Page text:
Wednesday 27 Aug 2014
Billy Connolly's banana boots, Dolly the Sheep, the earliest surviving Scottish banknote and the oldest football in the world are just some of the objects launched today in the Scottish part of an exciting new project – A History Of The World – featuring 60 objects from across Scotland.
A History Of The World is a unique partnership between the BBC, the British Museum and 350 museums and other collections across the UK.
Part of the project includes the creation of a digital museum of world history using objects which have both local and global resonances to tell a history of the world.
Billy Connolly's banana boots were made by the renowned artist John Byrne for Billy's play The Great Northern Welly Boot Show in 1972, a satire on the Upper Clyde Shipbuilders work-in. This was Billy's big break and, as a result, he has become one of Scotland's biggest international stars and icons of popular culture.
BBC Project Manager for A History of the World in Scotland, Angela Roberts, said: "We hope everyone can get involved by uploading pictures of their objects to the BBC's A History Of The World website from Monday, January 18, to help tell the story of Scotland's influence on the world and, in turn, the world's influence on Scotland.
"Maybe there's something lurking in your loft or that takes pride of place on your mantelpiece – or something in your community that will help create a legacy for future generations to understand more about the part Scotland has played in the world.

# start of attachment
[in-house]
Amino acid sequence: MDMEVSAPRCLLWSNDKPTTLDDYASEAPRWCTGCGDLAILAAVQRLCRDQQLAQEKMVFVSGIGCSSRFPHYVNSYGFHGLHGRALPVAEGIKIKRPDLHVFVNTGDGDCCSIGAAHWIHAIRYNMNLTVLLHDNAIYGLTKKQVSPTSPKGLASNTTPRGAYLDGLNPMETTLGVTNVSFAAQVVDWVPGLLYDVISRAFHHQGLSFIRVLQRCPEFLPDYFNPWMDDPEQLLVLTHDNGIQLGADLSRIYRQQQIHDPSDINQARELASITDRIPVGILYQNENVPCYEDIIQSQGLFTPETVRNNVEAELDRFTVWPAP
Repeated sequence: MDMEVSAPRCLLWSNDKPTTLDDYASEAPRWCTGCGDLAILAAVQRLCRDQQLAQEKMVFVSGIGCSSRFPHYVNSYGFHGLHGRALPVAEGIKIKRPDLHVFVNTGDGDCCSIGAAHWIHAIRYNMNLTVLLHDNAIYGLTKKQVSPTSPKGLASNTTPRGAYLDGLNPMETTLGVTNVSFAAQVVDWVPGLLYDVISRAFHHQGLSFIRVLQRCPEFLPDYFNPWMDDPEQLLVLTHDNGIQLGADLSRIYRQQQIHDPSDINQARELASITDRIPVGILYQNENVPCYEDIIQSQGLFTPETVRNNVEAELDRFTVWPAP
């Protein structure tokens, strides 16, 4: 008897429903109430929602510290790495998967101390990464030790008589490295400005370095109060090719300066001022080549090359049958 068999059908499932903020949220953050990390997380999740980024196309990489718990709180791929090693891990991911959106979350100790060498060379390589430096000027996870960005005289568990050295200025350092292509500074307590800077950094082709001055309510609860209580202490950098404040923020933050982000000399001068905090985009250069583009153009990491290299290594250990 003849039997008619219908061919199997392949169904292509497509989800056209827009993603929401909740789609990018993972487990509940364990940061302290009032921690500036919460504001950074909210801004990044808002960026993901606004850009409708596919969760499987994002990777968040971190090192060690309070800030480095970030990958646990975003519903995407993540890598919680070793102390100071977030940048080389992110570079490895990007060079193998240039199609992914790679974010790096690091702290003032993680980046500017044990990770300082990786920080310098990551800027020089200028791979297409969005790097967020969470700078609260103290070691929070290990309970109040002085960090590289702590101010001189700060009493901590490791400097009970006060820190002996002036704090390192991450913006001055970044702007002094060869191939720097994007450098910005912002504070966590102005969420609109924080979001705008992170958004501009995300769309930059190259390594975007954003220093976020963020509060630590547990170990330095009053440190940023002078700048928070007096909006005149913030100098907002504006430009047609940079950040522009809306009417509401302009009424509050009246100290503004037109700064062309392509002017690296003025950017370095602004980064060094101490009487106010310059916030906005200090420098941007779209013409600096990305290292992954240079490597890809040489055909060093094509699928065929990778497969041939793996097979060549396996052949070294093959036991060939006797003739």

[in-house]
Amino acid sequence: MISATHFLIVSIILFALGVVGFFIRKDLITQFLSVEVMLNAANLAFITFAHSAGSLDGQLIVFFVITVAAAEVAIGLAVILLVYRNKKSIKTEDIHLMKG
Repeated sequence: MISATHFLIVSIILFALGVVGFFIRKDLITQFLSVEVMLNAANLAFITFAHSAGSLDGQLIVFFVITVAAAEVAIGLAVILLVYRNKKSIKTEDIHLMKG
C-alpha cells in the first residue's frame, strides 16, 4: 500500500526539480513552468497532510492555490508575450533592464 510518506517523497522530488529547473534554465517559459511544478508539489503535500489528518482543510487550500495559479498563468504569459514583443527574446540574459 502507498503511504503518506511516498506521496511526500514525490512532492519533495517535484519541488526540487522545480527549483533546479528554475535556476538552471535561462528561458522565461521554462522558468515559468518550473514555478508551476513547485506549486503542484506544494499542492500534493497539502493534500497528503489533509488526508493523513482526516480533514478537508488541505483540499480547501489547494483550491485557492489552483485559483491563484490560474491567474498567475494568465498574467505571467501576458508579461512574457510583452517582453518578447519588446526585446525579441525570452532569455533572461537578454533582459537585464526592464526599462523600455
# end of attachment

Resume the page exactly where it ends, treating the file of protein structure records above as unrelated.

"It could be a ticket from an international football match or a family heirloom such as a teapot – as long as it has both Scottish and world significance.
"Some of the objects may have monetary value but others little or none – nonetheless, they're priceless in how they bring to life moments from history."
From tomorrow, Tuesday 19 January, BBC Radio Scotland's daily arts programme The Radio Café will feature six special editions on one or more objects selected from the museums, with discussion representing different areas of Scotland and aspects of its distinctive history and issues.
The Radio Café will also feature a special edition on the Lewis Chessmen, one of the objects chosen for the landmark BBC Radio 4 series A History Of The World In 100 Objects, and preview a major exhibition featuring the Chessmen that will tour Scotland.
Past Lives, BBC Radio Scotland's interactive history magazine programme, will have six editions from February to March featuring some of the suggestions made by the public, and why they've chosen that particular object, with discussion of that object's significance with museum experts.
There will be a range of TV and radio programmes across the UK to accompany A History Of The World including the Radio 4 series, broadcast from today (Monday 18 January).
The series, written and presented by Neil MacGregor, Director of the British Museum, will feature 100 objects from the British Museum's collection and will tap into the unique power of objects to tell stories and make connections across the globe.
The project also includes:
The important legacy of A History Of The World will be secured through the website and through the work and partnerships across the Nations and English Regions.
Scottish museums and the public can now upload their own objects to create a digital museum for future generations at bbc.co.uk/ahistoryoftheworld, which has been launched today with around 700 objects from across the UK with more being uploaded all the time.
The objects are from museums representing six areas across Scotland including Glasgow, Edinburgh, the Highlands and Islands, North-East/N Isles, Tayside and Central, and the South of Scotland.
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